Complex poly rhythms? Cyclical scales? Inspired by Terry Riley and Philip Glass? That was more than enough to get me interested.. Along with the Johannes Kepler title reference, it felt like this sample library was made specifically for my own tastes!
Spitfire Audio’s KEPLER ORCHESTRA — like many of their top tier libraries (such as the Bernard Hermann toolkit review I posted a while back), was recorded at London’s legendary AIR Studios’ Studio 1. The entire polyrhythms feature is centred around their newly developed and rather impressive sounding, “interactive Systems Grid articulation mapping tool”, based on its innovative Evo Grid technology, which apparently will “allow anyone to easily write and create complex polyrhythms a la late-20th Century composers like John Adams, Steve Reich, and Terry Riley”, that’s me basically sold then!
The ‘Evo Grid’ is a fairly novel matrix approach to creating the poly rhythms, something I like about using modular synthesisers is running a sequencer module alongside a traditional DAW sequencer and this feels a along those lines, breaking out of the linear comfort can often result in an interesting (or accidental?) spark of inspiration. The grid itself is split by time divisions — duplet (pair of equal notes to be performed in the time of three), triplet (group of three equal notes to be performed in the time of two or four), quintuplet (group of five notes to be performed in the time of three or four), and septuplet (group of seven notes to be performed in the time of four or six), tempo locked to the DAW (Digital Audio Workstation), which allows users to quickly create sophisticated combinations of different rhythms. I’ll be looking into mapping this to my Kenton midi controller to jam on-the-fly.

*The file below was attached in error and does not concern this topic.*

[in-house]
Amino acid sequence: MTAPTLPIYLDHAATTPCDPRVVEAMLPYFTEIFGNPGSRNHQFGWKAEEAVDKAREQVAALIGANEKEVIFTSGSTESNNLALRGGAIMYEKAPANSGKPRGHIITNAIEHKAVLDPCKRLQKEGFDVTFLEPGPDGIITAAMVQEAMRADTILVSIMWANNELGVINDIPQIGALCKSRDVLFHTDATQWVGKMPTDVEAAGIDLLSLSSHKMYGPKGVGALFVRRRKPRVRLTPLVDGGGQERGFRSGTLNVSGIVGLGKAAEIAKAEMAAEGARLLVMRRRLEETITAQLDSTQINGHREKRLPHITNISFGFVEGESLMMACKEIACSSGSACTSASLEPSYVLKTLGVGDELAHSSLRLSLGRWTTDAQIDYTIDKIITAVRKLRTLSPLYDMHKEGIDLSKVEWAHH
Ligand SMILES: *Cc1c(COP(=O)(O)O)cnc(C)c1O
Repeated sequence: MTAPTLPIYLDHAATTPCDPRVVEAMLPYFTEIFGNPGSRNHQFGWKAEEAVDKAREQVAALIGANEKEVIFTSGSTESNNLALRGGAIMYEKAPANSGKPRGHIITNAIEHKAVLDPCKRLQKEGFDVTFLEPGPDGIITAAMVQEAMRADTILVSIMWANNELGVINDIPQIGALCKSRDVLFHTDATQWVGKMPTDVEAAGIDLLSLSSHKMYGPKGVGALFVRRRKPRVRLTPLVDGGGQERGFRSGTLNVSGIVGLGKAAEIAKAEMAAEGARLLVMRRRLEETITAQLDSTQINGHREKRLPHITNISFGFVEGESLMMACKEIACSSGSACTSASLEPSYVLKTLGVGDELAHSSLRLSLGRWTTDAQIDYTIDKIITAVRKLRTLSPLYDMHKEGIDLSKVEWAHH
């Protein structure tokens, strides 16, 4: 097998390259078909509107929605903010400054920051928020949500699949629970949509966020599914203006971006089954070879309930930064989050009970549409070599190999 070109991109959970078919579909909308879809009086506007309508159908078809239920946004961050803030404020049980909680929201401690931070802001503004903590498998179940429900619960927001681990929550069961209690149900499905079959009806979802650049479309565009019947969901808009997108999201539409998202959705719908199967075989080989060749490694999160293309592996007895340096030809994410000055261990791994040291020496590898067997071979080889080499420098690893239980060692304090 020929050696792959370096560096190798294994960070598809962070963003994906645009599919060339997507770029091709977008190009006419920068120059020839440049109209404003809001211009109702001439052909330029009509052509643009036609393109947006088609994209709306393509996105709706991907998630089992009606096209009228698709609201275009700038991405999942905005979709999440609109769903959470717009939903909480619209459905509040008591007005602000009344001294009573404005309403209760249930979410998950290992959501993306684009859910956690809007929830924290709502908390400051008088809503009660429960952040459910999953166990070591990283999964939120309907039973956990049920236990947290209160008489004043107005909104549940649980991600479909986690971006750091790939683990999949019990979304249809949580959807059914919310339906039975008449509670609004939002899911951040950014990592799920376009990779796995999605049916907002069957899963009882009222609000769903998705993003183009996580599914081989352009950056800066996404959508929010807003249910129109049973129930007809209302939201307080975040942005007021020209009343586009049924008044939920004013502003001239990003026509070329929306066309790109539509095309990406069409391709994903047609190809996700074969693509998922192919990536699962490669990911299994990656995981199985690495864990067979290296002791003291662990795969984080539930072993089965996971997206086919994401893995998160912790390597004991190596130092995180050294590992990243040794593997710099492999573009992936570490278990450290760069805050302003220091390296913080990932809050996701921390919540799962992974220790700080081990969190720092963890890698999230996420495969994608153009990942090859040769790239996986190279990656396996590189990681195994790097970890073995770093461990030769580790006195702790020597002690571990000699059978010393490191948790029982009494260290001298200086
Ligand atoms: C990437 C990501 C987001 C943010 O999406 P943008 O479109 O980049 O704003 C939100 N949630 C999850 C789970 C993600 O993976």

In practice, one thing I did notice using the evo grid, is some of my arpeggiations/polyrhythms would result in audible clicks when changing chords, even after some meticulous quantising and aligning, this was with only one track and hitting around 38% CPU. I’m hoping this is a bug that will be remedied in an update, because it made some of my takes unusable.
Also included, is the complementary ‘warped’ instruments, which is a welcome surprise! A really nice sounding ambient synth with lots of variations to accompany the ‘main’ orchestral section, these ran without any of the glitches I was experiencing earlier.
Kepler Orchestra will be available at a special promotional price of £199 direct from the Spitfire site until 6th June 2019.